Fighting coronavirus with 2G internet speed
In rural areas outside Srinagar, where broadband connections are more sparse, slow mobile internet speeds have become a source of frustration
As the outbreak spread in China, cities were shut down, and foreign students were bombarded with messages from their families urging them to go home. The same thing happened in Kashmir when a lady got infected due to which the lockdown dropped its wings again in the unfortunate valley.
The August lockdown had not just involved physical restrictions but a complete communications blackout, with landlines, mobile connections, cable television, and internet connections snapped.
Seven months later, the Valley is still emerging from the blackout. Fixed-line broadband connections have been restored but only slow speed internet is allowed on mobiles. At least this time we have 2G and phone services are working. So, in a way, it’s a bit easier than in August. But I must say the overall economic impact will be similar because shops and business establishments are shut and it seems that the lockdown is unending.
In rural areas outside Srinagar, where broadband connections are more sparse, slow mobile internet speeds have become a source of frustration.
We can’t even download a photo on 2G speed. How are we supposed to watch those informative videos about precautions from scientists across the globe? 2G internet is as good as useless. As the Valley shuts down to fight the virus, demands for the restoration of 4G mobile internet have grown. Residents felt easy access to information would help contain the spread of the virus.
The episode that happened when a woman from old city area in Srinagar tested positive for Covid-19, it was the same internet that helped the administration to reach out to the public at large and reach out to the people.
The patient had a history of international travel and arrived in India on March 16. She has currently been put under isolation and surveillance, contact tracing was started in a 300-meter area. Heeding the news, the fear clutched the whole valley because doctors of Kashmir know they are ill-equipped to deal with a pandemic. Given the situation, residents of the valley fear the potentially disastrous consequences of the coronavirus pandemic after the first case.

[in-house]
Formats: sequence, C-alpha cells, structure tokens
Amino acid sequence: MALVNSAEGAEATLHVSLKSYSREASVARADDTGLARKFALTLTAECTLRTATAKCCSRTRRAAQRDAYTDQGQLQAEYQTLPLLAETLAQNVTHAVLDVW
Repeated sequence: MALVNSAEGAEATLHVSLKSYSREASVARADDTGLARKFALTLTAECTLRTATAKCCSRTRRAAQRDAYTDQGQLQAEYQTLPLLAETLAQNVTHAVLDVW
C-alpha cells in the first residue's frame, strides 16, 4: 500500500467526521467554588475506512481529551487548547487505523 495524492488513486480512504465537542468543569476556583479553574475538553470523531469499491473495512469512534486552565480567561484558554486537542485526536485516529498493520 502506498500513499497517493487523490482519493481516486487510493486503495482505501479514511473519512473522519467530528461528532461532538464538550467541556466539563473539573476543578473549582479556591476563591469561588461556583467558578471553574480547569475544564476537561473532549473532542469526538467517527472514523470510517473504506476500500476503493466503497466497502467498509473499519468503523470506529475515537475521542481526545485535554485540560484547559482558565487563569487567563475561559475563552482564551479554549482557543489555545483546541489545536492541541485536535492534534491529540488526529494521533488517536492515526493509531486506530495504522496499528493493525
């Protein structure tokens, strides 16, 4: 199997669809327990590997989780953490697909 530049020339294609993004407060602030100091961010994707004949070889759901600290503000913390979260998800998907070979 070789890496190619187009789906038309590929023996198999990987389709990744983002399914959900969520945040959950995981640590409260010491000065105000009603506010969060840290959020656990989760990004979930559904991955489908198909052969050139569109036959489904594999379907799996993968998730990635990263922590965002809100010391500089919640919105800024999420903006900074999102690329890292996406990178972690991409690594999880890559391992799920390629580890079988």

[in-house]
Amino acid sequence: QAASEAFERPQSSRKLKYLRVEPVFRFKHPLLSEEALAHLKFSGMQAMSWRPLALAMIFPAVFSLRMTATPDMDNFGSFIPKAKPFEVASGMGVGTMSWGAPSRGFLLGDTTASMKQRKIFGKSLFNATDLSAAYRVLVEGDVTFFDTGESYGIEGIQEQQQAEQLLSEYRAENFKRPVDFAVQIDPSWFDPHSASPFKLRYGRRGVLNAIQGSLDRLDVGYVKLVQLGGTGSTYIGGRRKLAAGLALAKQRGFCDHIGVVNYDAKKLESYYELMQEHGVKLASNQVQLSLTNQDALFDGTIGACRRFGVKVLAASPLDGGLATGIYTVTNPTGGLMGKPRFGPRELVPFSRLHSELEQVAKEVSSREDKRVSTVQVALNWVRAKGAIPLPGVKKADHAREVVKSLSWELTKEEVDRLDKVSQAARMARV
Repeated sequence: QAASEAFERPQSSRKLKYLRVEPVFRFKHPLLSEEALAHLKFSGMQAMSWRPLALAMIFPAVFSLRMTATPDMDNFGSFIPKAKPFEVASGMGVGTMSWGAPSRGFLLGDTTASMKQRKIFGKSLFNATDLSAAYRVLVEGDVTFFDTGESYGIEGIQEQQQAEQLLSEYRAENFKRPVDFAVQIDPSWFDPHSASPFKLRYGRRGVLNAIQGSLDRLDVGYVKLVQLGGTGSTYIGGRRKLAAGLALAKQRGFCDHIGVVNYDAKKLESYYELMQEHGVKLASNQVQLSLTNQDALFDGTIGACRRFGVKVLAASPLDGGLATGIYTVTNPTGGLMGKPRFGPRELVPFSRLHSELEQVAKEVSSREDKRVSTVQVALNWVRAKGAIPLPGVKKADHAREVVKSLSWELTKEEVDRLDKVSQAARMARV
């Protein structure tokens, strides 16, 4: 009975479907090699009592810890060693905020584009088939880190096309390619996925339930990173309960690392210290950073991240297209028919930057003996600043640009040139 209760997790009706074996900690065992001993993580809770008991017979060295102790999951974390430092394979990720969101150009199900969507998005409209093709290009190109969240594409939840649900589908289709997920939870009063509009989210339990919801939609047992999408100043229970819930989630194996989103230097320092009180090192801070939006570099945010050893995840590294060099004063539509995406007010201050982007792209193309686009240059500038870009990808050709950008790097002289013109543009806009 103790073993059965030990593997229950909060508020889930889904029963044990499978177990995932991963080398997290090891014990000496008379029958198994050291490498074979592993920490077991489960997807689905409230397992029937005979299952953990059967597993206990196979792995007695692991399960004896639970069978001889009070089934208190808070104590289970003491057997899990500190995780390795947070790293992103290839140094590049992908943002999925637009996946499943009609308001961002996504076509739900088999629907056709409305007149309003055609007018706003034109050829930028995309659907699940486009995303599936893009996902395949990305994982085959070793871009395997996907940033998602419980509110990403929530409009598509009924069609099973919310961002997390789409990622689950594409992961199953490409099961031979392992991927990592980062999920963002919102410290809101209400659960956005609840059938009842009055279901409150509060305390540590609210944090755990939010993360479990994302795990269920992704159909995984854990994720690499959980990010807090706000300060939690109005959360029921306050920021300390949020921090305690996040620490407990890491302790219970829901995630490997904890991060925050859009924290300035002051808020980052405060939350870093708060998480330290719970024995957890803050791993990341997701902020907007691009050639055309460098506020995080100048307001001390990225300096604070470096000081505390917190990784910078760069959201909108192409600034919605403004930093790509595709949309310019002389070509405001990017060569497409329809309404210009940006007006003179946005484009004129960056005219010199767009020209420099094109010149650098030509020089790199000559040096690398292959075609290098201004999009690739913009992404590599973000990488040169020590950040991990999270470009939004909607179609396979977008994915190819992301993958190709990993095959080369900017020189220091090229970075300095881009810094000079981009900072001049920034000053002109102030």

Since then three more cases have reported positive for the deadly virus.
The region had been under a strict security and communication lockdown since August 5. The internet was restored earlier this month, but it remains slow as 4G services are still not allowed. People of the valley are still using 2G in this kind of trauma. If we can access 4G services, we shall get a lot of information around the COVID19.
As far as the talk is concerned schools, colleges and universities, which reopened last month after seven months of an earlier lockdown, have been shut again as people stock up on essential supplies in preparation for another lengthy period of isolation.
The fear over the pandemic is compounded by a feeling among Kashmiris that the administration is not being transparent with them.
Amid the alarming threat of the spread of COVID-19, Kashmir faces a crippling blockade of high-speed internet which has effectively hampered an effective awareness campaign among the people as well as among doctors.
High-speed internet services in the region have been blocked since August to prevent protests against the abrogation of the region’s autonomy.
From that time, we have been using the same services. This is undoubtedly so frustrating. Trying to download something. It really takes a lot of time to do so and for hours, we are not still able to do that. As of now, the ban of high-speed internet has also made it impossible for many in Kashmir to work from home, one of the important precautionary measures taken in many countries to contain the spread of the disease.
Let’s quarantine ourselves, and not come out of our homes, instead of forging commotion, help each other to combat this novel coronavirus by staying home and staying safe.
(The writer is a student of literature and contributes to ‘Kashmir Vision’)